July 2017

 Most of the month of July was spent with more dismantling of the interior. By the end of the first week, the interior was largely empty, as can be seen in this view forward from the aft cabin on the port side. The bulkhead in the distance marks the forward end of the saloon and galley doorway, while behind the partition on the right is the main stairway to the deckhouse.


This view is looking back from the saloon area towards the stairs up to the deckhouse. Summers in Japan are hot and humid, and part of our cooling system, which consisted of electric fans, can be seen on the right.


Another view looking forward on the port side (above). The thick vertical pipe is the original bilge pump. The long piping running along the hull is part of the original heating system that supplied heated water. The original pipes that ran throughout the boat in the bilge area (below) were for fresh water and grey water.

By now, all the fixtures, including the nickel-plated light switches and door handles had been removed, catalogued and stored, awaiting restoration.


The four tanks in the bilge were for fresh water and grey water. Three were riveted and one was welded for some reason that is not clear.


Ben and Nico are using a chain block to lift out one of the tanks through the space left after removing the deck house.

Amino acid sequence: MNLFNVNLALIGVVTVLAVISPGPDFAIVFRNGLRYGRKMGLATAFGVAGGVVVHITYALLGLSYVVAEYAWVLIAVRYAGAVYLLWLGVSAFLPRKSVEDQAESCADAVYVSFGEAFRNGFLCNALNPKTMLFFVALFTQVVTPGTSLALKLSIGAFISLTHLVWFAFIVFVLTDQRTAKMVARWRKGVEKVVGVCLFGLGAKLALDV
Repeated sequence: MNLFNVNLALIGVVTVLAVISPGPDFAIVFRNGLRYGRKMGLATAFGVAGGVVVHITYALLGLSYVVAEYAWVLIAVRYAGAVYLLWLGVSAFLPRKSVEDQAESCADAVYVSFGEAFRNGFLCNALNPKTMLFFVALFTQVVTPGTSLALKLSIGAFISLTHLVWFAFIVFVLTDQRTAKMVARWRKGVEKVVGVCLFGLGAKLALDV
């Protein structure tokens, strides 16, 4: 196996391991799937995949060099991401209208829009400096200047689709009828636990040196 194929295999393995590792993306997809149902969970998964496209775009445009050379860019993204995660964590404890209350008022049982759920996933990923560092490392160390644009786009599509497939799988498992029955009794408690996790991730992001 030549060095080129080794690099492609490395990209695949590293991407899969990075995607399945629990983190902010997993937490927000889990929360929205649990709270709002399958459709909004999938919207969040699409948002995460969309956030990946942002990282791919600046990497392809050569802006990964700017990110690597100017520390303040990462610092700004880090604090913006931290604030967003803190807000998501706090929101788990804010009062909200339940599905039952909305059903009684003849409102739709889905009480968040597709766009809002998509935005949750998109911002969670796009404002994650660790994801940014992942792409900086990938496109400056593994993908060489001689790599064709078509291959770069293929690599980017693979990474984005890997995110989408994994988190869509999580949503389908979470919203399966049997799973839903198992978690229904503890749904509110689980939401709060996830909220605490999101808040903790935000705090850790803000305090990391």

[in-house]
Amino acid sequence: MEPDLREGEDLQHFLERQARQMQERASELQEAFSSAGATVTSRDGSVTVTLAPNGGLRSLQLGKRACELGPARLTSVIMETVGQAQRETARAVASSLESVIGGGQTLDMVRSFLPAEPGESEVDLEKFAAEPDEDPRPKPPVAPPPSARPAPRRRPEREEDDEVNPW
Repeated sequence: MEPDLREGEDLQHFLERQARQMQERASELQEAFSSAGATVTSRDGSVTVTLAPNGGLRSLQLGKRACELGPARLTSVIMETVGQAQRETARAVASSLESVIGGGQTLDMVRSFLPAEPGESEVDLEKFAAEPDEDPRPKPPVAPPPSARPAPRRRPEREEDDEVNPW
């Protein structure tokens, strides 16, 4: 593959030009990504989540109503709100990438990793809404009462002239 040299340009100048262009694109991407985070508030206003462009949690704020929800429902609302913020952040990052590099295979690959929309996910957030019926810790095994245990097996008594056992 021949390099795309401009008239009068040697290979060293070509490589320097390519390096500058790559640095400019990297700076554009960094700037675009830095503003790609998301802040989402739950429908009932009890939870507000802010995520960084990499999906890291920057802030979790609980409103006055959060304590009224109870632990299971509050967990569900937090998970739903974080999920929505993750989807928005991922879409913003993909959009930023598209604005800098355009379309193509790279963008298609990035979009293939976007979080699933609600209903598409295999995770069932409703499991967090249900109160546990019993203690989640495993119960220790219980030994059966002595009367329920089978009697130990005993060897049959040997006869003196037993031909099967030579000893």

Now that the interior was stripped, we had a better idea of the condition of the iron floors and the center line bolts (top), the clips (center) and the keel bolts (above, labeled “8”). It’s clear that one of the floor hold down bolts is completely missing.


Progress also continued on the outside of the hull, with the second broad strake being removed on the starboard side here.


The next big step was going to be removing the hogged keel so it (and the boat) could be straightened. The forward end was broken.


On top, work started on dismantling and removing the deck planking.


Keiji (above) had joined our team by then, but we were still undermanned.


By the end of July, however, the deck was stripped, and Cynara had become even more skeletal.



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Restoration by RIVIERA GROUP

Restoration photos by Yoichi Yabe & RIVIERA GROUP

Text and photographs copyright © 2019
RIVIERA CO., LTD. All rights reserved.
Email : pr@riviera.co.jp